I pressed the lap button at 3 miles, 20:42, and did a quick mental calculation. Seven-minute miles—an easy number for mental math—meant a 3:03 marathon: I was under 21 minutes so that was good.

My Timex watch was not as easy for taking lap splits as the Polar watch I used in most of my marathons; I knew I wouldn’t be looking to press that split button every mile. But I did for the next two, with a 6:53 and a 6:47.

“Isn’t it amazing how small the world can be?” Ben said. I smiled and agreed. It was great to still be running together, but I didn't want to chat, at least not at this pace, and felt bad about that. I hoped he understood.  

By now we were out on a bridge spanning two miles across Lake Washington and it became clear exactly how windy it was. Even in a group, now of about 10, the wind was so strong my legs got blown to the side—I had to be careful not to trip over my own feet. I reminded myself to focus on what I could control—my pace, my frame of mind.

While I pressed my watch to take another split, I didn’t analyze it and just stuck with the pace. At mile 8, we exited the bridge, turning left onto a pretty, narrow road, grateful for shelter from the brutal wind that blasted us for the past two miles.

Eventually our little group began to disintegrate, slowly but surely, spreading out over the next few miles. I took one of my gels, ripping it open with my teeth, and sucked the gooey substance out of its package. Fuel. Relieved the wind was gone, at least for now, I passed a sign marking 15K—my god, not even close to halfway. Ben had mentioned that the halfway mark was at the turnaround of this out-and-back stretch, so that was what I tried to focus on. Breaking down large goals into small sections is a powerful mental tool, a lesson my first coach had taught me more than a decade earlier.

I could not help but worry about the fatigue that already seemed to envelop me at this stage. I did not think about the hills ahead. There was nothing I could do to avoid them, and I reminded myself of nine-time winner Uli Steidl’s warning: You can’t expect to run even splits on this course.

For now, I just needed to stay with the pace as best I could. The other two women in our group seemed to have fallen behind but I was not sure how far. On the bridge I counted only two women ahead.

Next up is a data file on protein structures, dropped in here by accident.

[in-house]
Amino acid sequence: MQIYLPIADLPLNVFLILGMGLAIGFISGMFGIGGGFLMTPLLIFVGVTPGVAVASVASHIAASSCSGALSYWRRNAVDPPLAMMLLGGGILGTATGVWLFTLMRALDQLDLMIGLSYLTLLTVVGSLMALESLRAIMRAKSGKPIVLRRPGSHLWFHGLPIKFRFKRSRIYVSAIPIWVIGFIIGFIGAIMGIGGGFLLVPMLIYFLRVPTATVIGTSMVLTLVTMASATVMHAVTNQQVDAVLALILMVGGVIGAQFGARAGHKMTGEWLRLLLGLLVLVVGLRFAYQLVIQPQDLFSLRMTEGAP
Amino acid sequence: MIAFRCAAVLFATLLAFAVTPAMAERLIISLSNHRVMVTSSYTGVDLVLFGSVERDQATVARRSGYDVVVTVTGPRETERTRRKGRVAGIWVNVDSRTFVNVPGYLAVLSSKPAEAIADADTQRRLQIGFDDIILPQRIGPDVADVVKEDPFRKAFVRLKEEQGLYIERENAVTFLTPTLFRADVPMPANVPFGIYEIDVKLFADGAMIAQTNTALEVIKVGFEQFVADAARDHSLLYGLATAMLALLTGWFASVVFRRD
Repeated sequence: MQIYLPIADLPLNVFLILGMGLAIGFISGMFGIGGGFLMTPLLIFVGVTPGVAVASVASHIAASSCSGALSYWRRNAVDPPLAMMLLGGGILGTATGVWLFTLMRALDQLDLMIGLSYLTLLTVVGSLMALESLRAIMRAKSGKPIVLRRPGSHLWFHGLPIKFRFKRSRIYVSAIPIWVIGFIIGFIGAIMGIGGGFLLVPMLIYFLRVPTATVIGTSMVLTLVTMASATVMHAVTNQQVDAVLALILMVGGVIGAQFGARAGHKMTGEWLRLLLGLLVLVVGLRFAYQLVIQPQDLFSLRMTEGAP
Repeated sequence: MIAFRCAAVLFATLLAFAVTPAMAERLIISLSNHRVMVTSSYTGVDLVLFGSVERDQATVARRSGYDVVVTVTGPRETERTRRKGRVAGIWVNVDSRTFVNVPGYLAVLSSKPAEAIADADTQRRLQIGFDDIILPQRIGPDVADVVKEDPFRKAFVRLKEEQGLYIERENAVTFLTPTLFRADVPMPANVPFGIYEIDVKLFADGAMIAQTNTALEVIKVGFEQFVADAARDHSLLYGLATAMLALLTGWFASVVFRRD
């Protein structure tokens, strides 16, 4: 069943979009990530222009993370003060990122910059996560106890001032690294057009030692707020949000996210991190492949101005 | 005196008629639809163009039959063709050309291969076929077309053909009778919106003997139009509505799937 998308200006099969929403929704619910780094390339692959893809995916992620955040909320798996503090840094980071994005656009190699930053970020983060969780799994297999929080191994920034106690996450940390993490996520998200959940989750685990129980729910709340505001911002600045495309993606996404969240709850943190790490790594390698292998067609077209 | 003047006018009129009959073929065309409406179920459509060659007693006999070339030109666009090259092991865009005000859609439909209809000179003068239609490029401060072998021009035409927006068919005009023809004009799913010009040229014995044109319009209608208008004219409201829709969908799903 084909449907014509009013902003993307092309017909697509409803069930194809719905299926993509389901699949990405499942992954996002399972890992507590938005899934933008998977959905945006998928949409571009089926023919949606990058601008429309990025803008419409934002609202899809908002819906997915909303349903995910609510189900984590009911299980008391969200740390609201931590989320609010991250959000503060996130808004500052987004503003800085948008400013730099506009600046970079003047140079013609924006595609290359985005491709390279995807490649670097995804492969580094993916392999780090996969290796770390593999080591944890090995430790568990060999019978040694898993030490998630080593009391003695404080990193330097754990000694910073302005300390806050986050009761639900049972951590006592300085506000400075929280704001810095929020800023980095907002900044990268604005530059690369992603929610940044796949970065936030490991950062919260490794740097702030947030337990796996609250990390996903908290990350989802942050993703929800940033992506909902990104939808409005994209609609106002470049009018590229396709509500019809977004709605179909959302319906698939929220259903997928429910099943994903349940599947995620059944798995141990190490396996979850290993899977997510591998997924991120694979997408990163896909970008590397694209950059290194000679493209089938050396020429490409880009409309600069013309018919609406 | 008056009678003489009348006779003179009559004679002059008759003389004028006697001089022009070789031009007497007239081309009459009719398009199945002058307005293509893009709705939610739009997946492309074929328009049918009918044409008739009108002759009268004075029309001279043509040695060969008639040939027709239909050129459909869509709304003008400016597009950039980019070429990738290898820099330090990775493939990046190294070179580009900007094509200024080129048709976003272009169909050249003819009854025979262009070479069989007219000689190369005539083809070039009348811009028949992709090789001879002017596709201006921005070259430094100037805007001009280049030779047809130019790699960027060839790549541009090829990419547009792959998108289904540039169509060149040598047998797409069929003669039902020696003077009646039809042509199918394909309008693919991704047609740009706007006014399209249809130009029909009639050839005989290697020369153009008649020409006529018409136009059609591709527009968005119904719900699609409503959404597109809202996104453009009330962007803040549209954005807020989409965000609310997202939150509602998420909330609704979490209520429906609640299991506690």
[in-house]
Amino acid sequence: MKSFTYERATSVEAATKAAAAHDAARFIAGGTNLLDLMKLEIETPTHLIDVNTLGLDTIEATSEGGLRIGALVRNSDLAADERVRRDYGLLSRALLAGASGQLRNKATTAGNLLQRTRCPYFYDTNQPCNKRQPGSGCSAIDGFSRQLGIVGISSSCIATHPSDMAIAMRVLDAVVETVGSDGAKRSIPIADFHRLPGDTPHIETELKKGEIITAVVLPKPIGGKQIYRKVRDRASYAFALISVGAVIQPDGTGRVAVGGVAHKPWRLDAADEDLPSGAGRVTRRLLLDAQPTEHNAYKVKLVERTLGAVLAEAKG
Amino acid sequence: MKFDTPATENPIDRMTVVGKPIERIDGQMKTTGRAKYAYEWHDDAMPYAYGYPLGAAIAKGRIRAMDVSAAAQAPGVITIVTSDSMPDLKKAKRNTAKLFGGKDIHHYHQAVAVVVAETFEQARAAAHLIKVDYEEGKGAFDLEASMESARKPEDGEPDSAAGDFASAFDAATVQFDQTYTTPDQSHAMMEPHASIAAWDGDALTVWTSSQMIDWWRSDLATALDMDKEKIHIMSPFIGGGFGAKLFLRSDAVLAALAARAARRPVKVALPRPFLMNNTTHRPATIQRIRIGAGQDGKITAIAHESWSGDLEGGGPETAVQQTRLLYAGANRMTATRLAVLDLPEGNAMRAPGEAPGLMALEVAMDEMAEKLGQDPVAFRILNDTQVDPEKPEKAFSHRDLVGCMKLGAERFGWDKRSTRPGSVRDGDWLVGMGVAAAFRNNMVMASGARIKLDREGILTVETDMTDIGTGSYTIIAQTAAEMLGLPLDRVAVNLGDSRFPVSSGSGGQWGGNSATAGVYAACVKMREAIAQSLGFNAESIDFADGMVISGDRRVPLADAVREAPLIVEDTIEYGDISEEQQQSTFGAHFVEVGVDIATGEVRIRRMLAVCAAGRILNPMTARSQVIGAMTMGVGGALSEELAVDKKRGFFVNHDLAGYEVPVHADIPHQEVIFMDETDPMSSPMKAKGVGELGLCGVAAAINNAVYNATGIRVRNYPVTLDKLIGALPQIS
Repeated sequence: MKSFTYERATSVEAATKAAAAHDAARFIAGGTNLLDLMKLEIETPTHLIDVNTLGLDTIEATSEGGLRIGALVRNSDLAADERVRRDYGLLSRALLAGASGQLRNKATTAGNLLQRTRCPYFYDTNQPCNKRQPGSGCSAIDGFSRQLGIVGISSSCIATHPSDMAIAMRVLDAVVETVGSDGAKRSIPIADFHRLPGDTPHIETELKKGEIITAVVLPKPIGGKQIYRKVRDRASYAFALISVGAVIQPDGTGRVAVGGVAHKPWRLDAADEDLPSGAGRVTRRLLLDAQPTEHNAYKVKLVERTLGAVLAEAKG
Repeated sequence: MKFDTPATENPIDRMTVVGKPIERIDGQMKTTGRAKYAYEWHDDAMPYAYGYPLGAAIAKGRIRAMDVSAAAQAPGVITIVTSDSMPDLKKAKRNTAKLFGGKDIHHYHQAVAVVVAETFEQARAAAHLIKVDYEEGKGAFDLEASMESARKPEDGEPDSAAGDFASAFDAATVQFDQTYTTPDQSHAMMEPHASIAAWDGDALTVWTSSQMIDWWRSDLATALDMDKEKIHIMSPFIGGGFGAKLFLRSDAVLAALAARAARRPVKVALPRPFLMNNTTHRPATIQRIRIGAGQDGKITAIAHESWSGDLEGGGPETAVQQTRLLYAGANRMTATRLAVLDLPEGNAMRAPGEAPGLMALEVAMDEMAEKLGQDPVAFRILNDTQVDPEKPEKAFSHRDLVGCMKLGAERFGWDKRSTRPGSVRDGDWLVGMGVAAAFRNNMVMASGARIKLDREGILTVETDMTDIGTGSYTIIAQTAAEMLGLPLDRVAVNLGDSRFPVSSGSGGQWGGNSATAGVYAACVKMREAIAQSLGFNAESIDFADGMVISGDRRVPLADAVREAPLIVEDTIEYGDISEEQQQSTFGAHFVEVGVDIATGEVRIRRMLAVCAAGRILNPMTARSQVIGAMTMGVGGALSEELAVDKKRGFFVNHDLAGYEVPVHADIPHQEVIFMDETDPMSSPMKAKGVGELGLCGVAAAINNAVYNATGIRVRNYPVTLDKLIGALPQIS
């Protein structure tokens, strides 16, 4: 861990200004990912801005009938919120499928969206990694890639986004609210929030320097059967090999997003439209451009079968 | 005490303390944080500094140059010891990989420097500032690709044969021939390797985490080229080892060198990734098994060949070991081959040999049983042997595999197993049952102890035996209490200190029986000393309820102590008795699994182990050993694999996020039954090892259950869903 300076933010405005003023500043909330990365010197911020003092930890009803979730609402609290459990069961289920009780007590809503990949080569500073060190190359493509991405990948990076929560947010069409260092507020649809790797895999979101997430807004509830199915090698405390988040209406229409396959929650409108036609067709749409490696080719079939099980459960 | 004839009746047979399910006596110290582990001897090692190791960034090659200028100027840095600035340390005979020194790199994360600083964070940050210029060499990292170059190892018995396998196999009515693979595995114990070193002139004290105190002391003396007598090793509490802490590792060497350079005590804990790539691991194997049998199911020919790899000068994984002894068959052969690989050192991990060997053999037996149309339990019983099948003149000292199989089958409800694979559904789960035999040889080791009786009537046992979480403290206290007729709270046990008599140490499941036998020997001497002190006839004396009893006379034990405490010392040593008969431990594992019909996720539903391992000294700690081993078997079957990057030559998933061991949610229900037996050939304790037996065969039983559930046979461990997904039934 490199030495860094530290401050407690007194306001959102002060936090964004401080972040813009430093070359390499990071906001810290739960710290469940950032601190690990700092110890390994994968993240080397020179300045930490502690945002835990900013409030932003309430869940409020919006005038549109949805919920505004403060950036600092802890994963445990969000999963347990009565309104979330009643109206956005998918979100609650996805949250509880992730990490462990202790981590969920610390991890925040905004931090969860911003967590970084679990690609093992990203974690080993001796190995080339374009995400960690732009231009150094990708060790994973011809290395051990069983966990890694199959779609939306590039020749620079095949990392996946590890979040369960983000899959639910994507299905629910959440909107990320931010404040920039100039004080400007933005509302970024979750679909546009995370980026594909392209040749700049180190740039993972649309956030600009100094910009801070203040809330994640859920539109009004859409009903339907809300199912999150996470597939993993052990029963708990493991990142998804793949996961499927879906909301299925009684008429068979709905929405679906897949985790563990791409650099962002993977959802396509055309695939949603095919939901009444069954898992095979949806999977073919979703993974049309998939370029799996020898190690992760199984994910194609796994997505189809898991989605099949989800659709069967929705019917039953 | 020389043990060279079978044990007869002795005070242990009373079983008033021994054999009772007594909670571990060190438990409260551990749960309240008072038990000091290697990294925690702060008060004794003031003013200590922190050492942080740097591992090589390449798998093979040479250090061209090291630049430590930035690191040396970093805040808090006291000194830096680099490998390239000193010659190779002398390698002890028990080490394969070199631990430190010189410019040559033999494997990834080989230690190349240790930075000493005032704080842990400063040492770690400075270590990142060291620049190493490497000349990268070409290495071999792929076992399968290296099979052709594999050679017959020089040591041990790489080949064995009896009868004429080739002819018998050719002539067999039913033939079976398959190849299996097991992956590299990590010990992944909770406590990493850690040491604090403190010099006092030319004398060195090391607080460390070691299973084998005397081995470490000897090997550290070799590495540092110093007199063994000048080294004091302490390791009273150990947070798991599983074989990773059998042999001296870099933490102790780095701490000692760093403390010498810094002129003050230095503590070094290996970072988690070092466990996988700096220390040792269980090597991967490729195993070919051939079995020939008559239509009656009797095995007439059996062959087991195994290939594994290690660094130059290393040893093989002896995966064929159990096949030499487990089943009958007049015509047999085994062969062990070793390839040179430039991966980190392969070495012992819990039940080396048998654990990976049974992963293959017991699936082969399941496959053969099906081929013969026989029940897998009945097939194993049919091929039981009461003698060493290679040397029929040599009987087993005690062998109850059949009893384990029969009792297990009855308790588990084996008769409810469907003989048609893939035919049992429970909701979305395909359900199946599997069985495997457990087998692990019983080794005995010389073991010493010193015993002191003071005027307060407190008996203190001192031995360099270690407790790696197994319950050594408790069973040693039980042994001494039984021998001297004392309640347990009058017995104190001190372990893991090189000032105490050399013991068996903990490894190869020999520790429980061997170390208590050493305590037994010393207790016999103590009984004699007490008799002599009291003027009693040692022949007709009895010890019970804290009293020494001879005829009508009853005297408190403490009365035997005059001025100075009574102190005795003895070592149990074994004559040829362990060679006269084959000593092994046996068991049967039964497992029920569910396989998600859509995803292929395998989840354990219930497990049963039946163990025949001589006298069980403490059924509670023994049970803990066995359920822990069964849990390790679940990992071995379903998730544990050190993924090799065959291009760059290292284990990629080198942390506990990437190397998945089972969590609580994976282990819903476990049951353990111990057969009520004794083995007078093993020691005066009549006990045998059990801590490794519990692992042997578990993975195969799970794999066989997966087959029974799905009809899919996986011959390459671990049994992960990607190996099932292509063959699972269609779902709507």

Two men in our group were running strong, and moved ahead. Ben did, too.

I spotted the halfway mark. As I ran across the timing mat next to it, the clock showed 89:14.

Crap—too fast!

I’d reached halfway, or 21.1K, almost a minute faster than I had in Vancouver 19 months ago, 90:09, which was then the fastest I had ever run the first half of a marathon. Of course there was a problem near the halfway point in Vancouver—the course was shortened as the race was in progress. So, either I had gotten faster after my year-long enforced break from running, or it was an indication of how much extra distance I ran in the Vancouver marathon.

No wonder I felt tired. I was on personal record pace! I was afraid to get excited. I wondered if I overestimated my fitness. Could I sustain this pace?

Breathe and relax. Breathe and relax. Do the best you can do now. And remember, a year ago, you could not even run.

I settled into the discomfort, focusing on maintaining my pace as best I could. Marathons are not meant to be easy. I saw Ben ahead. One of the other guys who had broken away with Ben seemed to be tiring.

A few kilometres later, I caught him.

“Great job, stay strong.” My words were meant as much for me as they were for him.

My big toes were now telling me that my decision to wear relatively new shoes was a mistake. It was the same model, just a newer edition, of the shoes I had been wearing for about four years. I had worn this pair for the past two weeks and thought I'd be fine in them today. I was wrong. I tried to ignore the pain. I accepted it as beyond my control.

Spectators lined the course in various places, and cheered me on.

“Go girl!”

I smiled, waved at their cheers, soaked in the energy.

“Third woman, looking strong!”

Third woman—that was what I thought. But the race was far from over—the toughest quarter was yet to come.